Well, European shares closed out August on a decidedly sour note thanks in no small part to renewed trade tensions with the U.S. after Donald Trump told Bloomberg that the bloc’s offer to “go to zero” on auto tariffs “isn’t good enough.”
The Stoxx 600 Automobiles & Parts Index dove 1.5% Friday on the news. The broad Stoxx 600 had its worst month since August after falling 0.8% to close the week.
Banks were the laggard on the month, diving on worries about exposure to the debacle in Turkey. Reports that the ECB is concerned about BNP, UniCredit and BBVA collided with jitters about Italy’s fiscal situation to weigh heavily on sentiment in a sector that was already suffering.
Here’s a useful visual on European bank exposure to Turkey’s economic meltdown:
CDS spreads for BNP, BBVA and UniCredit have not entirely retraced recent widening. In fact, the cost of protection for UniCredit is still sitting near the May wides.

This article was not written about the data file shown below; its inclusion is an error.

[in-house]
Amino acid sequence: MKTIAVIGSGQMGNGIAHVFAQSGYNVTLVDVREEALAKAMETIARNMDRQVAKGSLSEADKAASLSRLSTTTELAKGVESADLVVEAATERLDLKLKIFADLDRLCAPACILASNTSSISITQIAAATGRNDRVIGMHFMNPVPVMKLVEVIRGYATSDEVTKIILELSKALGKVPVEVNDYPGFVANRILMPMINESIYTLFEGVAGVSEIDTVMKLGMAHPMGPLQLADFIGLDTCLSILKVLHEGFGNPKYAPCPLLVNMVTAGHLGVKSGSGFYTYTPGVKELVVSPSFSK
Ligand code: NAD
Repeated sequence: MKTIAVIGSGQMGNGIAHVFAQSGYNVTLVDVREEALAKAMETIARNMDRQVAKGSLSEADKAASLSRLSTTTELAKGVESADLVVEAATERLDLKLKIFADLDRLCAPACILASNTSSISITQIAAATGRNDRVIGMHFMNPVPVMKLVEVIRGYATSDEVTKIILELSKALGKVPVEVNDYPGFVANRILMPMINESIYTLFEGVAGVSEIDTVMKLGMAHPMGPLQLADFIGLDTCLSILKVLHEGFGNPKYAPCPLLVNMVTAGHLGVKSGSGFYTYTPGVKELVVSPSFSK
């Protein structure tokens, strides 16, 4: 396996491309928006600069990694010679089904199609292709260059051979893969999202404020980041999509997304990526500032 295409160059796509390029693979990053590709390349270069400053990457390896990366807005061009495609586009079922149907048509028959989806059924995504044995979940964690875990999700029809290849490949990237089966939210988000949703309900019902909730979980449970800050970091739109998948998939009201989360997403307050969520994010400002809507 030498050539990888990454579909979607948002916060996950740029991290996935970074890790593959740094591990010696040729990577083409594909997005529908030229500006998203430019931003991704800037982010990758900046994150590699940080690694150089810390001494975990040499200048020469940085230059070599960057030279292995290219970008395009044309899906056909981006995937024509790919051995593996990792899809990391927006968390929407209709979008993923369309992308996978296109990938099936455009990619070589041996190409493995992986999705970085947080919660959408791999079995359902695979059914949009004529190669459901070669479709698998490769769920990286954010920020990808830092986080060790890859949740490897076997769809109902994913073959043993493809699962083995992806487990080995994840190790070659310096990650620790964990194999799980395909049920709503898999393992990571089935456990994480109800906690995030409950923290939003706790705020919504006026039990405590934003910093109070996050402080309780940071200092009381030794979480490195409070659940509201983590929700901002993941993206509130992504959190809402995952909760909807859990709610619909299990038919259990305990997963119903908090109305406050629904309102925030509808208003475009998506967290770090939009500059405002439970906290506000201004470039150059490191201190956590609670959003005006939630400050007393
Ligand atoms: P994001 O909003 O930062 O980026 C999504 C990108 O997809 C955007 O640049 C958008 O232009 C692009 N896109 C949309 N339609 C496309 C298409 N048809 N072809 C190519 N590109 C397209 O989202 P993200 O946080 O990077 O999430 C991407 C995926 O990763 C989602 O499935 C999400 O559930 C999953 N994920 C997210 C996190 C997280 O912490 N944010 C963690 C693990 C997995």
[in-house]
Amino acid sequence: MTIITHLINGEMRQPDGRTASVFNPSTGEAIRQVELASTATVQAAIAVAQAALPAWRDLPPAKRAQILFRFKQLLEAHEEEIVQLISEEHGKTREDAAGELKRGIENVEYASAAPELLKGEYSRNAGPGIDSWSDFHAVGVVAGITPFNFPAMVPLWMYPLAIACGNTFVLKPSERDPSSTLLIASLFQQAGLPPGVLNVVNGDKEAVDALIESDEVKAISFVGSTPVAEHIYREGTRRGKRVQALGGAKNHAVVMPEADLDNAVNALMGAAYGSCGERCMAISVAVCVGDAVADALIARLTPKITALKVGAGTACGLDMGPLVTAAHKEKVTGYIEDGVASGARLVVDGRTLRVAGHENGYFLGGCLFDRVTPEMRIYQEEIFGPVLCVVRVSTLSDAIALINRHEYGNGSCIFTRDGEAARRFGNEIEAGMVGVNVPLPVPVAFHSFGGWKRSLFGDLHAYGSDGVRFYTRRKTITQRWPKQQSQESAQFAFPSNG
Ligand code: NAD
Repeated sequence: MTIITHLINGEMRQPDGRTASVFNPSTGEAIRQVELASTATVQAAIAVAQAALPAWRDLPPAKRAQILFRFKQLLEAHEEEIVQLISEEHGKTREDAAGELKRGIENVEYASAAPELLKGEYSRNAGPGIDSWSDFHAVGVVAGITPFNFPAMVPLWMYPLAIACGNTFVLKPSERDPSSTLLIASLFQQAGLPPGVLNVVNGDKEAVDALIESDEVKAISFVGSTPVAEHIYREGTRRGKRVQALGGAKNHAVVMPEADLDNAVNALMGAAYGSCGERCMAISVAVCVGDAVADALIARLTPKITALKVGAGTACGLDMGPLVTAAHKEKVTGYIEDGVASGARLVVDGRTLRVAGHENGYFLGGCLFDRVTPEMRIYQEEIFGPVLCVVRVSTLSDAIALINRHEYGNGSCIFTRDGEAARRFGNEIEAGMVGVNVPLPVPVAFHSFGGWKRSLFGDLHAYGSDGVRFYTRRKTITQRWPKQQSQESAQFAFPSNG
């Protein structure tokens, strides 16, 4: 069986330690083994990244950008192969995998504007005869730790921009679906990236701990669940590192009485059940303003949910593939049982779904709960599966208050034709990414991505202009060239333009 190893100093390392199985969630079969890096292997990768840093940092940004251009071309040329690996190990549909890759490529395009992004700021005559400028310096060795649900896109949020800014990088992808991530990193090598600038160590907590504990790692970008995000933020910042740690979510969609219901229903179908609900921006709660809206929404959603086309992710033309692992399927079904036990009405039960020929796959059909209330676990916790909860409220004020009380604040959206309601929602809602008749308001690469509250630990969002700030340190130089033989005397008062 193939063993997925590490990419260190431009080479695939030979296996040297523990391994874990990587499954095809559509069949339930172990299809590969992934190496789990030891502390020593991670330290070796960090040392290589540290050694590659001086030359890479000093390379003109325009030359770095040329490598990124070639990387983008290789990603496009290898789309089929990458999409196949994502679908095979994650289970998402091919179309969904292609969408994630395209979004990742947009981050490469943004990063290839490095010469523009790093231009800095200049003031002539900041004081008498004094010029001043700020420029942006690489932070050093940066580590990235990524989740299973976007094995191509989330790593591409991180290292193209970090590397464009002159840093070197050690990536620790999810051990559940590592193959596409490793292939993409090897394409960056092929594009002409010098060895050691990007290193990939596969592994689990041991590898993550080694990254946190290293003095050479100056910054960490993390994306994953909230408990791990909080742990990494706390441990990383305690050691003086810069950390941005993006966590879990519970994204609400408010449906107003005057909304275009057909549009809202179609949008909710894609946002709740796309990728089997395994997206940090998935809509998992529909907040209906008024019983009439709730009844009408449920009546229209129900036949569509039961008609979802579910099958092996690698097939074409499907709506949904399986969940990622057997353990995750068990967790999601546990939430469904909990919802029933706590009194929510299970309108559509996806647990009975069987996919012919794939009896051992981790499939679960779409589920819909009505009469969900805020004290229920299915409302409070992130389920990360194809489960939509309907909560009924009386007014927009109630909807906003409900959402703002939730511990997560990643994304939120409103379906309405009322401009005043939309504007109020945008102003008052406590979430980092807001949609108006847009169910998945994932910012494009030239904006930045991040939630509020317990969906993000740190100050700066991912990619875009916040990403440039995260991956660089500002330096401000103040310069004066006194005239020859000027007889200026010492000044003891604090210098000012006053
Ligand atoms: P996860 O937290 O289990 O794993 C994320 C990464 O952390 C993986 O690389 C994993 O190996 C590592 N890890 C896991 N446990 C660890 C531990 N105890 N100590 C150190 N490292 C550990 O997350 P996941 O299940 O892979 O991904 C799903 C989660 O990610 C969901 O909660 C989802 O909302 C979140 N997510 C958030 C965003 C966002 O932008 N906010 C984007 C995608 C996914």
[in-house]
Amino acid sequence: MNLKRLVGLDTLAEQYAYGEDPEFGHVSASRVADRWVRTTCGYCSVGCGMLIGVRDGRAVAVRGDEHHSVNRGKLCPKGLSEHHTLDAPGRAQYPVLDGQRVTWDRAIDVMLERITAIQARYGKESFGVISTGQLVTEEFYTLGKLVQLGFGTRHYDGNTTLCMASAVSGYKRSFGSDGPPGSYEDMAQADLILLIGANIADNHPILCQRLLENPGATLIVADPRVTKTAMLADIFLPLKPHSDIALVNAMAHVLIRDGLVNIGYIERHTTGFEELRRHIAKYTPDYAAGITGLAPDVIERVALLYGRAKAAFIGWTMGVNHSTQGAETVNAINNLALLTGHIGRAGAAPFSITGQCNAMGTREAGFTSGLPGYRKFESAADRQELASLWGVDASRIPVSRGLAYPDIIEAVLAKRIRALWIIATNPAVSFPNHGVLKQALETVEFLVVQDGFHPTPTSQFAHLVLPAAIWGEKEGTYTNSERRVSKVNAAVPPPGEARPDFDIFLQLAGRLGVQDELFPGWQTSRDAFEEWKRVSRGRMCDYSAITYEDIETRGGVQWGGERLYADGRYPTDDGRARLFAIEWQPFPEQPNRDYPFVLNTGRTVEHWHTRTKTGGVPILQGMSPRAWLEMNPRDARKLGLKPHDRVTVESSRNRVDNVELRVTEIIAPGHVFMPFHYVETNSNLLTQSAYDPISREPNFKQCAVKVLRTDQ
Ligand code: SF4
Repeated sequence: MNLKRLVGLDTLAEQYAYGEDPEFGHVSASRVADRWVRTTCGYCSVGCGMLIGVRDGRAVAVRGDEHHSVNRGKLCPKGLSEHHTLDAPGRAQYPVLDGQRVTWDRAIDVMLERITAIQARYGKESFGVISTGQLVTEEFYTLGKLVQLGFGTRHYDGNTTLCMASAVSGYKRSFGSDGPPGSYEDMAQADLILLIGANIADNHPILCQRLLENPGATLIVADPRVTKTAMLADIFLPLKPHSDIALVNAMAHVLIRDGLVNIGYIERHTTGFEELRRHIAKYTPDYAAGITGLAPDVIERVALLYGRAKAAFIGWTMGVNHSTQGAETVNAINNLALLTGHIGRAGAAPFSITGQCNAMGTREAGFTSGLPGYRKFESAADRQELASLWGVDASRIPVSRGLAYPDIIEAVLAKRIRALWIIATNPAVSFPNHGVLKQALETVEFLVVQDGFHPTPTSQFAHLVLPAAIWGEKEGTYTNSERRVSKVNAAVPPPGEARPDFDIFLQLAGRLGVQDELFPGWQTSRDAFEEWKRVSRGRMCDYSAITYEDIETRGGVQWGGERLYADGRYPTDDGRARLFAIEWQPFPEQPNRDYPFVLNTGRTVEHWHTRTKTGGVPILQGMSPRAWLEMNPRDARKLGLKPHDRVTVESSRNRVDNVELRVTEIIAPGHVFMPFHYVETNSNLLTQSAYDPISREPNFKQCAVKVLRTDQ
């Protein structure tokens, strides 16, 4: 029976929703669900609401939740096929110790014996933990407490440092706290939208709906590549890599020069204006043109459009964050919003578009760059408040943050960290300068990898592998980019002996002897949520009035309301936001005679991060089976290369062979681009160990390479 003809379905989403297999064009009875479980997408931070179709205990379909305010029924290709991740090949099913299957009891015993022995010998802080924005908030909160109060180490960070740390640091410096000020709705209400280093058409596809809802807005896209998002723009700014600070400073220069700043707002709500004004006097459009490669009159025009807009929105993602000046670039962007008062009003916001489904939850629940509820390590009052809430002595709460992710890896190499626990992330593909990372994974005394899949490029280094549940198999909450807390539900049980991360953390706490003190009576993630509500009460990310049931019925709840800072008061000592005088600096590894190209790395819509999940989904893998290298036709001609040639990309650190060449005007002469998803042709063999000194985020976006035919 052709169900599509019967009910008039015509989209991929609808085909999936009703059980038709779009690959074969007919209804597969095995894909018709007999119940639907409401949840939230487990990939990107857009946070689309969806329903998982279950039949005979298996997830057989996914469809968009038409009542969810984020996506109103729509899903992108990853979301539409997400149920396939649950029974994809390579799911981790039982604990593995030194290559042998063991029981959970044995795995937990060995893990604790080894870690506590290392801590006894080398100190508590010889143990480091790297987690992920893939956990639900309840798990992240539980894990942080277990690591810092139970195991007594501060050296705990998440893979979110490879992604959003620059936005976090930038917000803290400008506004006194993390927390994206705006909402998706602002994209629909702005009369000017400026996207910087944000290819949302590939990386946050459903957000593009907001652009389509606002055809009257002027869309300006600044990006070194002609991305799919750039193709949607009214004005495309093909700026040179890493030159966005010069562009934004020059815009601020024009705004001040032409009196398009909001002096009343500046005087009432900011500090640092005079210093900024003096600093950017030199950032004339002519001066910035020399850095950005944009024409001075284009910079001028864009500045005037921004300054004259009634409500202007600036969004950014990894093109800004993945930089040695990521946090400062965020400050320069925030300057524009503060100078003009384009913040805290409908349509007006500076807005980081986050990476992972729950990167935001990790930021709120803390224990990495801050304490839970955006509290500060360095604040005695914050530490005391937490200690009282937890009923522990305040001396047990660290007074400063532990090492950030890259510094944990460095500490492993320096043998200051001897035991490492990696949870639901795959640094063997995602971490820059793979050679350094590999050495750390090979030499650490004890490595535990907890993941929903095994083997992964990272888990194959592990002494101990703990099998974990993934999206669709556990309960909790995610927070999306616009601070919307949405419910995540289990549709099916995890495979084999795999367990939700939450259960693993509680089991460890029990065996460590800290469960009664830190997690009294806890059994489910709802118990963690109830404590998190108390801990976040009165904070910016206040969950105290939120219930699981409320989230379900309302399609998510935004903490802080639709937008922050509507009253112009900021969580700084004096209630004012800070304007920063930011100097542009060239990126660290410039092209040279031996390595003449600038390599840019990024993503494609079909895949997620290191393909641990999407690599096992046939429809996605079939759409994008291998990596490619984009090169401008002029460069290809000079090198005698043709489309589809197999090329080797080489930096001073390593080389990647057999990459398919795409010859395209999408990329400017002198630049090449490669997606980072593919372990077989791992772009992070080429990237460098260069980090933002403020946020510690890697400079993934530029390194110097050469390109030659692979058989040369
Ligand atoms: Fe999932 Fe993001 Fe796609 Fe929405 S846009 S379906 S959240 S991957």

Next month will be important for Europe as the stage is set for a budget clash between Italy’s populists and Brussels. Things turned more contentious in recent days amid yet another bitter immigration dispute.
Read more on European banks’ exposure to Turkey
Italy is reportedly mulling a request for a BTP-specific ECB program designed to protect the nation’s debt from speculation, an absurdly ironic ask considering the political environment.
If you ask UBS, September could be arduous. On Friday, the bank cut their year-end Stoxx 600 target to 400 from 440 citing an increased correlation between the index and EM. Nearly a third of European revenues come from emerging markets.
“In September, markets will need to navigate news flow on trade wars, the Italian budget and Brexit moving towards the endgame”, the bank writes.
Then again, that new year-end target still implies some decent upside – we’re talking about equity analysts after all.